Principles of Lutheran Theology
The 2019 Synod Convention adopted a resolution that encouraged LCMS congregations to set aside April 18, 2021 as a day to remember the historic occasion when Dr. Martin Luther was asked this question:
“I ask you, Martin – to answer candidly and without horns – do you or do you not repudiate your books and the errors which they contain?”
And this was Martin Luther’s reply:
“Since then Your Majesty and your lordships desire a simple reply, I will answer without horns and without teeth. Unless I am convinced by Scripture and plain reason – I do not accept the authority of popes and councils, for they have contradicted each other – my conscience is captive to the Word of God. I cannot and I will not recant anything, for to go against conscience is neither right nor safe. God help me. Amen. Here I stand, I cannot do otherwise.” (Roland Bainton, Here I Stand: a life of Martin Luther, New York: Penguin Books, 1977, page 144).
In order to prepare us for that day of remembrance, I thought it would be good to identify several Reformational themes – ten principles of Lutheran theology and practice -- and then, on a monthly basis, share Martin Luther’s thinking on that theme from selected writings.
The Canonical Principle
1: one of the “solas” of the Reformation was “Scripture alone”
What Luther meant by this foundational “sola” is that the Word of God is, and should always remain, the sole rule and norm of all doctrine and practice; and that no human being’s writings dare to put on a par with it, but that everything must be subjected to it.
The Scriptures function as the norma normans non normata -- “the norm norming but not normed.”
2: Where the Word is, there is the church (LW 2:229).
For the church exists only where the Word is and where there are people who believe the Word (LW 4:31); for the church is made up of those who have the promise and believe it (LW 4:31).
Wherever that Word is heard, there you must determine and conclude with certainty: this is surely God’s house…(5:244).
3: In our whole life the Word is the measure, the standard, the most precious thing that guides our life (LW 5:70).
The godly live by His Word but the godless live only by bread, not by the Word (LW 5:183).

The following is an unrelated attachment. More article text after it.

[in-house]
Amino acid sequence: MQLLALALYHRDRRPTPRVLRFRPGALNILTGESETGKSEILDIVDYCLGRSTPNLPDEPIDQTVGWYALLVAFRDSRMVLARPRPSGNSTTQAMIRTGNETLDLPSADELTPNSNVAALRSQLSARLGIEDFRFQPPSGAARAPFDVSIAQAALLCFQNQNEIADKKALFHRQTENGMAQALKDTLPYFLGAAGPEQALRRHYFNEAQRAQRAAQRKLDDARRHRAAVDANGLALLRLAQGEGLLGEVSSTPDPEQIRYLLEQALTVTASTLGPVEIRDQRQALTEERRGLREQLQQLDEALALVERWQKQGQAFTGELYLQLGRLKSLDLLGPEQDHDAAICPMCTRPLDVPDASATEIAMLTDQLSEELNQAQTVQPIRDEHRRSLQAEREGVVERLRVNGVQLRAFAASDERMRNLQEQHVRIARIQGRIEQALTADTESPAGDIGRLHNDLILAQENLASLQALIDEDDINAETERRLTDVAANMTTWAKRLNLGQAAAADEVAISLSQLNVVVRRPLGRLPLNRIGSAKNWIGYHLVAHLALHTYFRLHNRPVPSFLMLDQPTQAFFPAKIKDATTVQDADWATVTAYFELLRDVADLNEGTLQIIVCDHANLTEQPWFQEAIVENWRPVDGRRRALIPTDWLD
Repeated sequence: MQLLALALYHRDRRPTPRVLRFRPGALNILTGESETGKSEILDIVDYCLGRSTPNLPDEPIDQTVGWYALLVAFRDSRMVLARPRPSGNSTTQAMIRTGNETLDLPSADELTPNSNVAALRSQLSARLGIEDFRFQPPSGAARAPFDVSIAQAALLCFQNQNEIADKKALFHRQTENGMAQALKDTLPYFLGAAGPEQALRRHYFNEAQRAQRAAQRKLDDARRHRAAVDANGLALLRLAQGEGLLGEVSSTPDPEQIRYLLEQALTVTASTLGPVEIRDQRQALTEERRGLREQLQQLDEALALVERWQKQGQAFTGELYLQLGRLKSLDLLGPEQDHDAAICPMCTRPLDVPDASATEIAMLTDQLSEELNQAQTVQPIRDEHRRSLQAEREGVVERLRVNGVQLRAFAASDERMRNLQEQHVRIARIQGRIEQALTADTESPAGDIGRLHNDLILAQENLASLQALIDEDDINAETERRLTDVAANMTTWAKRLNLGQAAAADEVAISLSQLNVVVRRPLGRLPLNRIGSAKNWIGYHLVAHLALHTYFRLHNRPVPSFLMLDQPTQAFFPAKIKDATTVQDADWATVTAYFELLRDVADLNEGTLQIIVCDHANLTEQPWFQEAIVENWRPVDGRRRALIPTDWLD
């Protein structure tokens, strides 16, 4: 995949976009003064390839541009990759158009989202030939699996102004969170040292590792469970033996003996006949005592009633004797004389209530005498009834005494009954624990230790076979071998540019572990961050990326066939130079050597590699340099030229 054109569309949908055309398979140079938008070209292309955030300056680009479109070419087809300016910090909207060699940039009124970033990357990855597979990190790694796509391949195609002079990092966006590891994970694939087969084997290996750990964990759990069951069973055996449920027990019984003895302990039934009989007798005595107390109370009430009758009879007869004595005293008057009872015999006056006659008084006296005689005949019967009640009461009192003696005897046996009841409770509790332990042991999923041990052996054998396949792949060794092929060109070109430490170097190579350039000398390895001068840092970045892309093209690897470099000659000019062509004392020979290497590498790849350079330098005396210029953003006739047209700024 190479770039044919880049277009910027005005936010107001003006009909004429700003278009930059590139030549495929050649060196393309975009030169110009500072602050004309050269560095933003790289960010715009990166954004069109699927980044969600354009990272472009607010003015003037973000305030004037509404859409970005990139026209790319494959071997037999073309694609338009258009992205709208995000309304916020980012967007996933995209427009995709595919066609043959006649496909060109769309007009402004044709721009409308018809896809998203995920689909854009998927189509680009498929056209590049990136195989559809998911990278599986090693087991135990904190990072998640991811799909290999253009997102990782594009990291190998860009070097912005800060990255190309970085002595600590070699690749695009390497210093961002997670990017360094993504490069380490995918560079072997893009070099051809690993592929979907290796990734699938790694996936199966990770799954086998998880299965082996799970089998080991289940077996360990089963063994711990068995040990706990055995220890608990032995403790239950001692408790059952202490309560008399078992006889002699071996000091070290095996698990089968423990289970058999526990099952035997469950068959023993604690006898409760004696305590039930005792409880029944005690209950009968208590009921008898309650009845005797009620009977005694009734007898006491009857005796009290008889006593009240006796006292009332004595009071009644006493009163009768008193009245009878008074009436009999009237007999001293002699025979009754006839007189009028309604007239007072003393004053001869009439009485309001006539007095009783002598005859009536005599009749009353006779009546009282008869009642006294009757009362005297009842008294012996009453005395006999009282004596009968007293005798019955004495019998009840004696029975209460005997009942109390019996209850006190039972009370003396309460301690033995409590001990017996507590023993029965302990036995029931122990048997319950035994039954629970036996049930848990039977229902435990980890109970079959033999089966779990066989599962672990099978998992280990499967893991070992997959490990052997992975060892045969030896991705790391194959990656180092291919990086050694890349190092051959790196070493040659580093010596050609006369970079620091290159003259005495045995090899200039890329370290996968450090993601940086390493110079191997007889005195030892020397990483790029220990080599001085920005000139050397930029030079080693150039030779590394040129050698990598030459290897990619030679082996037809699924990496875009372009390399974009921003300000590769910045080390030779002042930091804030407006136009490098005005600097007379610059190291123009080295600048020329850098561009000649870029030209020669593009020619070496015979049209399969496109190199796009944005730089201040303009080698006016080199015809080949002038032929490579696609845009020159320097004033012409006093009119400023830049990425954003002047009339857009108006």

The person who wants to deal with God must learn that man does not live by bread alone but by every Word that proceeds from the mouth of God (LW 8:204). If bread is lacking, a strange god should not be called upon on this account; instead, the heart should be strengthened by faith in the Word (LW 8:204).
4: The work of Satan is devoted to this one thing, namely, that he may separate us from the Word…and that we, exhausted and broken either by the multitude or the longer duration of our tribulations, may forsake and reject the Word (LW 5:234).
The devil allows us no rest in this life. It is impossible for us to have peace with him, since he is God’s enemy and enmity has been put between the children of the evil one and the children of God (LW 5:58).
5: The Word was the means and instrument God used in doing His work of creation (LW 1:16)
God is the speaker who creates; nevertheless, He does not make use of matter, but He makes heaven and earth out of nothing solely by the Word which He utters (LW 1:16).
The Father creates the heaven and earth out of nothing through the Son. Thus God reveals Himself to us as the Speaker who has with Him the uncreated Word, through whom He created the world and all things with the greatest of ease, namely, by speaking (LW 1:22).
6: Philosophy discusses the works of God without the Word. The result is that the glory of Holy Scripture and the majesty of the Creator are lost (LW 1:130).
Philosophy denies providence and concludes that God does not concern Himself with human affairs, but everything happens by accident and by chance (LW 2:308).
7: The church cannot exist without the constant use of the Word (LW 2:197).
The church is the pupil of Christ. It sits at His feet and listens to His Word, that it may know how to judge everything and may continually walk in the most beautiful light (LW 2:353).
Learn, therefore, that throughout one’s life, and in every situation, one must give attention above all to the Word of God (LW 3:167).
Yet the world considers departing from the Word a light sin and thinks that being without it is a small loss (LW 3:294).
8: God has always preserved for Himself a people that would cling to the Word and would be the guardian of religion; and of sound doctrine in the world, lest everything degenerate into ungodliness and there be no knowledge of God among men (LW 2:228-229).
“If I were the only one in the entire world to adhere to the Word, I alone would be the church and would properly judge about the rest of the world that is not the church” (LW 2:102).
9: The kingdom of Christ is a kingdom of the Word; for He calls and rules His people by the Word alone, without arms and force. Those who refuse to hear the Word do not belong to the kingdom of Christ (LW 8:245).
10: two departing quotes from Luther
“I myself hate my books and often wish that they would perish, because I fear they may detain the readers and lead them away from reading Scripture itself, which alone is the fount of all wisdom” (LW 3:305-306).
“I simply taught, preached and wrote God’s Word; otherwise I did nothing. And while I slept or drank Wittenberg beer with my friends Philip and Amsdorf, the Word so greatly weakened the papacy that no prince or emperor ever inflicted such losses upon it. I did nothing; the Word did everything.”